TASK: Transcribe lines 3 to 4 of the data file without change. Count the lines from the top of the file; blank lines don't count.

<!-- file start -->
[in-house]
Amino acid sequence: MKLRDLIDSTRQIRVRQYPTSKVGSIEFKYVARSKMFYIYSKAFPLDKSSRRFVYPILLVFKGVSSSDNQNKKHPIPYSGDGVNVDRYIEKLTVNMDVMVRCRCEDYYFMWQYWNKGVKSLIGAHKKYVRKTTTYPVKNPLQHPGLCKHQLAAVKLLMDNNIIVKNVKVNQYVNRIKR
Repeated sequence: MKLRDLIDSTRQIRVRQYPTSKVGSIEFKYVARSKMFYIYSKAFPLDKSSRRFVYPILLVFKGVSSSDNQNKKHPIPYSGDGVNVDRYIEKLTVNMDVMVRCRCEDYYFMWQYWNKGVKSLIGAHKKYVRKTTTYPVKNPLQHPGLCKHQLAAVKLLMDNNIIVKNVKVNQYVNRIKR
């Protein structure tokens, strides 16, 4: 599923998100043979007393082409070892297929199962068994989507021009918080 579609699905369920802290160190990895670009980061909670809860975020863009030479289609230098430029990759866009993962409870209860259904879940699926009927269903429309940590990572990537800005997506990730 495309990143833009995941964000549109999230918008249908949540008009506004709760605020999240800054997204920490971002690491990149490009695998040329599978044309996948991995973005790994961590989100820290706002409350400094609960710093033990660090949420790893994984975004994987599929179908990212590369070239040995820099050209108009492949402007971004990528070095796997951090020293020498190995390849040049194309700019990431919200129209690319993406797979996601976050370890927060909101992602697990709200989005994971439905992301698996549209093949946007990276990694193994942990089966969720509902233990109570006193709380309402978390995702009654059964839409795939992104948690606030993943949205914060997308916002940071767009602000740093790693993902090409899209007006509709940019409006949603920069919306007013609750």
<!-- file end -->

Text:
Repeated sequence: MKLRDLIDSTRQIRVRQYPTSKVGSIEFKYVARSKMFYIYSKAFPLDKSSRRFVYPILLVFKGVSSSDNQNKKHPIPYSGDGVNVDRYIEKLTVNMDVMVRCRCEDYYFMWQYWNKGVKSLIGAHKKYVRKTTTYPVKNPLQHPGLCKHQLAAVKLLMDNNIIVKNVKVNQYVNRIKR
């Protein structure tokens, strides 16, 4: 599923998100043979007393082409070892297929199962068994989507021009918080 579609699905369920802290160190990895670009980061909670809860975020863009030479289609230098430029990759866009993962409870209860259904879940699926009927269903429309940590990572990537800005997506990730 495309990143833009995941964000549109999230918008249908949540008009506004709760605020999240800054997204920490971002690491990149490009695998040329599978044309996948991995973005790994961590989100820290706002409350400094609960710093033990660090949420790893994984975004994987599929179908990212590369070239040995820099050209108009492949402007971004990528070095796997951090020293020498190995390849040049194309700019990431919200129209690319993406797979996601976050370890927060909101992602697990709200989005994971439905992301698996549209093949946007990276990694193994942990089966969720509902233990109570006193709380309402978390995702009654059964839409795939992104948690606030993943949205914060997308916002940071767009602000740093790693993902090409899209007006509709940019409006949603920069919306007013609750």